If Finn Tobias asks you to come over and play at her house, you are in for a fun day.

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If Finn Tobias asks you to come over and play at her house, you are in for a fun day.

You and Finn might ride bikes, skateboard, roller skate, jump on the trampoline or even inflate the McDonald’s-size jumpie house and goof around in there for a while. In the living room. Jumping up and down, and riding around and around on the south slope of Queen Anne Hill in plain sight of the Space Needle and Puget Sound.

“It’s really her house, not mine,” says Martin Tobias, Finn’s dad, entrepreneur and venture capitalist, in that order.

“We had a house in Madrona when Finn was born, the eastern view with Mount Rainier at your feet when you woke up. Then we moved to a Pike Place Market loft. We loved the space, shopping at the Market and being downtown. But the one thing we didn’t like was that there’s nothing for kids. We wanted more of a neighborhood with the feel of downtown, but we were in love with this view of the water.”


It took some hunting to find the perfect site, a double lot of 10,000 square feet with Kerry Park views but more privacy. The rest fell into place with the teamwork of architect Eric Cobb of E. Cobb Architects, Charter Construction, with superintendent Ed Coke and project manager Eric Blazer, landscape architect Bruce Hinckley of Alchemie and Langstraat-Wood for landscaping design and installation. Work on the 5,300-square-foot contemporary wrapped up a month early, in August 2005, and under budget, $310 a square foot.

“I’ve used a lot of architects for my projects,” Tobias says. “But I really liked Eric’s little-more-hands-on approach and his ability to work within a budget — not that we had a constrained budget, but I wanted an architect who could explain to me why this way and not that.

“And I think it’s important that the architect and contractor have worked together. I use Charter Construction on all my projects.”

The result is the “industrial bones for living,” as Cobb describes it: heated concrete floors, 10-foot-tall glass sliding doors, maple paneling, blackened-steel beams and columns: sturdy, solid, nothing particularly exotic. Precision, detail, no fussiness: bedrooms for only beds and art. Interior surfaces breaking barriers, carrying the massive living space toward the even bigger skyline. Fifteen-foot ceiling in the main room, 10-foot ceiling down. The entire site and house boxed and organized by concrete-block walls.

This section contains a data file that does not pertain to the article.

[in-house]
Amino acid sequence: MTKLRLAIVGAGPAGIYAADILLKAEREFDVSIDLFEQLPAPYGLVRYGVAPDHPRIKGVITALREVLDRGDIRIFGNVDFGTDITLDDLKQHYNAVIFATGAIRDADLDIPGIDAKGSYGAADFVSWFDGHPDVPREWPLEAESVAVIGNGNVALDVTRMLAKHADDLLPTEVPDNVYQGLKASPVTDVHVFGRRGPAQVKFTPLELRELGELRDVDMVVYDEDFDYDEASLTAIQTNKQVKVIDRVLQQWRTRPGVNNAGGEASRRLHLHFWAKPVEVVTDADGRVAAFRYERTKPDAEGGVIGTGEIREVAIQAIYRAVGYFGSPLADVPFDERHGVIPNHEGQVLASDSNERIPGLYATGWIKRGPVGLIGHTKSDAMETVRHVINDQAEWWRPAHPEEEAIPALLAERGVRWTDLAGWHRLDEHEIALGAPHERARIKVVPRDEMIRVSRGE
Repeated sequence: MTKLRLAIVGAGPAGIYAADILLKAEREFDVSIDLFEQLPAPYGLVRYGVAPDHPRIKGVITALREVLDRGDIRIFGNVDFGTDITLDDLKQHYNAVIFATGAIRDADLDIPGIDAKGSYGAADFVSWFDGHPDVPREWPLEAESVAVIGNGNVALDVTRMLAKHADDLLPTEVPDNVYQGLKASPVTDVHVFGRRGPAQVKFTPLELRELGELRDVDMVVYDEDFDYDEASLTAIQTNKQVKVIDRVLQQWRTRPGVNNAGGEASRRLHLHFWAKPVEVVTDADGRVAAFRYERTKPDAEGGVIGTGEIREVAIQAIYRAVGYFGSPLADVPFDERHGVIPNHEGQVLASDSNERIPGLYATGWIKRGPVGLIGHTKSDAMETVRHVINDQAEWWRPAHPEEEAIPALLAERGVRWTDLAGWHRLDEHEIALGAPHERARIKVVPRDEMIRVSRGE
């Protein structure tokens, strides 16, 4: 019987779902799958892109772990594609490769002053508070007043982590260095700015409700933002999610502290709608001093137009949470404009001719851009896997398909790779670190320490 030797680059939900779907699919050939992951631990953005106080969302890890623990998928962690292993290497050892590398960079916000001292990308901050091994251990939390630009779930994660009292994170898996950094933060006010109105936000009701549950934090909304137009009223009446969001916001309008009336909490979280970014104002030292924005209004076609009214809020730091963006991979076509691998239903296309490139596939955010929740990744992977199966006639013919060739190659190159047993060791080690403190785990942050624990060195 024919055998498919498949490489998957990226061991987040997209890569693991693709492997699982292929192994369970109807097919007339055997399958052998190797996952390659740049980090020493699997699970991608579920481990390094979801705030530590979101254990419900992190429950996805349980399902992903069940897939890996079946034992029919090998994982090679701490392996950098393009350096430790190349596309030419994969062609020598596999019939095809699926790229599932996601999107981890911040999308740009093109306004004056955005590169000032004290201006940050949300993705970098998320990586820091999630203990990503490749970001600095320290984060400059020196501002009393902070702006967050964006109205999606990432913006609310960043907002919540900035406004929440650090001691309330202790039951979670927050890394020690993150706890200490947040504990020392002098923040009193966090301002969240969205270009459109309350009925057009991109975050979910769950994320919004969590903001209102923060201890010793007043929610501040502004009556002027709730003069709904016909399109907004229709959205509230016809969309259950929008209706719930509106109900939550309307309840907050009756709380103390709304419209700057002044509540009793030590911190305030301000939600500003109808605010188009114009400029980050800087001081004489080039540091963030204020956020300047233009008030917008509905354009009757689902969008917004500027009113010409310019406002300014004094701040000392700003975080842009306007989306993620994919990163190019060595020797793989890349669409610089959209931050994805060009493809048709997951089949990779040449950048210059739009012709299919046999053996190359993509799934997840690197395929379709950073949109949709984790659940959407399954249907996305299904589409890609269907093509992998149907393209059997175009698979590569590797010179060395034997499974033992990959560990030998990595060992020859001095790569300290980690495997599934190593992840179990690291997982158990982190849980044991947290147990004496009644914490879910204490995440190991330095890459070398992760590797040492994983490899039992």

Simply white walls throughout are bright backdrops. Perfect for the contemporary art, some of it a poke at wasted consumption — statements from Tobias’ days as chief executive of a biofuel company — and the expressive portraits of his grandmother, painter Linford Donovan.

Sure, there are other rooms in the Tobias house: The downstairs is devoted to the private spaces — bedrooms and workout room; upstairs holds Daddy and daughter offices. A playroom off the kitchen for her Rock ’em, Sock ’em Robots and his Harley Davidson pinball machine. But the main room’s the main thing.

Roche Bobois sofas can be easily shoved aside. Two Eric Cobb tables on wheels can be joined to seat 20. A 16-foot screen in the ceiling unscrolls for movies. With Dolby surround sound.

The backyard includes a large expanse of turf for bocceball, volleyball, a pool in the summer; a concrete slab over the garage for outdoor skating and bikes, an orchard of eight apple trees and a place to park the Airstream motor home.

Do grown-ups get to come over and have fun, too? Sure. About 150 are invited for the city’s two great fireworks events: the Fourth of July and New Year’s.

“This is a play house,” Tobias says.

Rebecca Teagarden is assistant editor of Pacific Northwest magazine. Benjamin Benschneider is a magazine staff photographer.